Do you have a text file where you need to replace a specific word, part of a word, or selected characters? Typically, you would open the file in a text editor and perform the search and replace operation for every word you wish to replace — which is tedious, even for one file.
What more if you need to do the same actions over multiple and large text files? Humans are not designed to perform repetitive tasks 100% without fail. In this case, you will need to automate, and one of the best ways to do that is with the PowerShell replace string in file technique.
And now that there’s a PowerShell version for Windows, Linux, and macOS, there’s no more reason for you not to try the replace string PowerShell method.
The examples in this post are performed in PowerShell 7.2.5 on a Windows 10 computer.
Reading the Text File
Let’s start by creating a sample text file you’ll use throughout this article. This way, the examples will be consistent with the sample strings should you follow along.
Open a PowerShell window and run the below code. This code creates a new file called sample.txt on the current directory.
@' Today, I ate pancakes for breakfast. Now I'm looking forward to having a turkey sandwich for lunch. I haven't decided between steak and pizza for dinner yet. What do you think? '@ | Out-File .\sample.txt
Now that you have the sample.txt file import the file’s contents using the Get-Content cmdlet and store it into a variable called $text. The -Raw switch imports the text file as a single string value and not a collection of strings.
$text = Get-Content .\sample.txt -Raw
Replace String PowerShell Operator and Method
PowerShell offers two ways of replacing strings. These are the [-replace] operator and [replace()] method. Both methods produce the same result as far as replacing strings goes.
Which method you choose depends on familiarity, purpose, or personal preference.
Remember that, at this point, you have the contents of the text file stored in the $text variable. This means that the PowerShell replace string in file operation will be done to text stored in the variable and not directly to the file itself.
For example, run any of the commands below to replace the word pancakes with hash browns.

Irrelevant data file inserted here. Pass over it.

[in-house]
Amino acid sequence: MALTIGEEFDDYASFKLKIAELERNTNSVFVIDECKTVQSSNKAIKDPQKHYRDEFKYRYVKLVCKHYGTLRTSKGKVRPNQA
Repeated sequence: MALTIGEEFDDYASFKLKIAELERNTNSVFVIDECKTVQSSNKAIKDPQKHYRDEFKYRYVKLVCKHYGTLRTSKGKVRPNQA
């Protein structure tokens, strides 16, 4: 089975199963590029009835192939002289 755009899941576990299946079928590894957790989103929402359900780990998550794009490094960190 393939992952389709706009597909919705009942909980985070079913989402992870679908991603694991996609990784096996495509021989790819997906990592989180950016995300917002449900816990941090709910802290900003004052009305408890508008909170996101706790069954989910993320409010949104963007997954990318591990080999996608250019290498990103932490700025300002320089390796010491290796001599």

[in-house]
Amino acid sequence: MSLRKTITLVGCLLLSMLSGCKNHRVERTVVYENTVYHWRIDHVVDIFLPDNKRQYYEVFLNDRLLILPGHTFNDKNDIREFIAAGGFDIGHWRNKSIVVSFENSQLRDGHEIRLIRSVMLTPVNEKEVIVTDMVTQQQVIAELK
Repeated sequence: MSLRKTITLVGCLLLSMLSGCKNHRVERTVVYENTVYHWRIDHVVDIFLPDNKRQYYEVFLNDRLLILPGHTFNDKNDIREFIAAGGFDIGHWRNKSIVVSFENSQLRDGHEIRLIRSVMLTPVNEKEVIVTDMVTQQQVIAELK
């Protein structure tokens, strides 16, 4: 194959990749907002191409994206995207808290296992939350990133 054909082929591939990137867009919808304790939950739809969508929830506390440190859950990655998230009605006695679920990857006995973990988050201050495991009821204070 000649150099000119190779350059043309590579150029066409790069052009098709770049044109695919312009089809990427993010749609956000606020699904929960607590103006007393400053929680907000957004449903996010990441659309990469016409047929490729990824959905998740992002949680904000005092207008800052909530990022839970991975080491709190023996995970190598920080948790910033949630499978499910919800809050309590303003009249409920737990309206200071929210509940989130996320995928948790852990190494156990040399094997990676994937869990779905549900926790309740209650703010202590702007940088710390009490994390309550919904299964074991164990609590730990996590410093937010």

# Using the Replace operator $text -replace 'pancakes','hash browns' # Using the Replace operator $text.Replace('pancakes','hash browns')
As you can see below, both commands produced the same results—the word pancakes was replaced with hash browns.
Uppercase and Lowercase String Replacement
By default, the -replace operator is case-insensitive, which means it will replace the matching strings while ignoring character cases. For example, the words Today and today are valid matches for the -replace operator.
So if you need to perform a case-sensitive replace string PowerShell method, you must use the -creplace operator instead.
$text -creplace 'Today','Yesterday'
In contrast, the replace() method is case-sensitive by default. For example, the replace() command below will not replace the words turkey because the old string to replace starts with an uppercase T.
To make the replace() method ignore the character case, you must add two more overloads to the command. The syntax is as follows.
- ignoreCase accepts a Boolean value. $True means case-insensitive, and $False means case-sensitive.
- cultureInfo is the culture information object as the basis for the character types.
Note. To get a list of all culture information for reference, run Get-Culture -ListAvailable.
With those in mind, the correct command to perform case-insensitive are below.
# Example 1: Using the system's current culture information $text.Replace('Turkey', 'ham', $true, $(Get-Culture)) # Example 2: Using a specific culture (ie. en-US, fr-BE, etc.) $text.Replace('Turkey', 'ham', $true, $(Get-Culture 'en-US'))
The result below shows that the command replaced turkey with ham since the replace method ignored the character case.
Replacing Multiple Instances
If you need to replace strings in one go, you can string together multiple replace statements.
$text -replace 'pancakes','hash browns' -replace 'Turkey', 'ham' -replace 'today', 'Yesterday' $text.Replace('pancakes','hash browns').Replace('turkey', 'ham').Replace('Today', 'Yesterday')
You can see below that you do not have to replace multiple strings in separate commands. Stitching together the replace operators or methods, you can replace as many strings as you need in a single line.
Writing Back the Results
Once you’ve finished replacing the strings, you can finally write the results back to the same or new text file. You have two options to write the changes; using the Out-File or Set-Content cmdlets. You must pipe the result to either of these commands.
Important. Should you use Out-File or Set-Content? In this specific case, either is fine. The main difference between these two is file locking.
Other processes still read the file even if the Out-File is running. The Set-Content cmdlet locks the file, and no other processes can read it while the content is being written.*
# Pipe to Out-File $text -replace 'pancakes','hash browns' -replace 'Turkey', 'ham' -replace 'today', 'Yesterday' | Out-File .\sample.txt # Pipe to Set-Content $text -replace 'pancakes','hash browns' -replace 'Turkey', 'ham' -replace 'today', 'Yesterday' | Set-Content .\sample.txt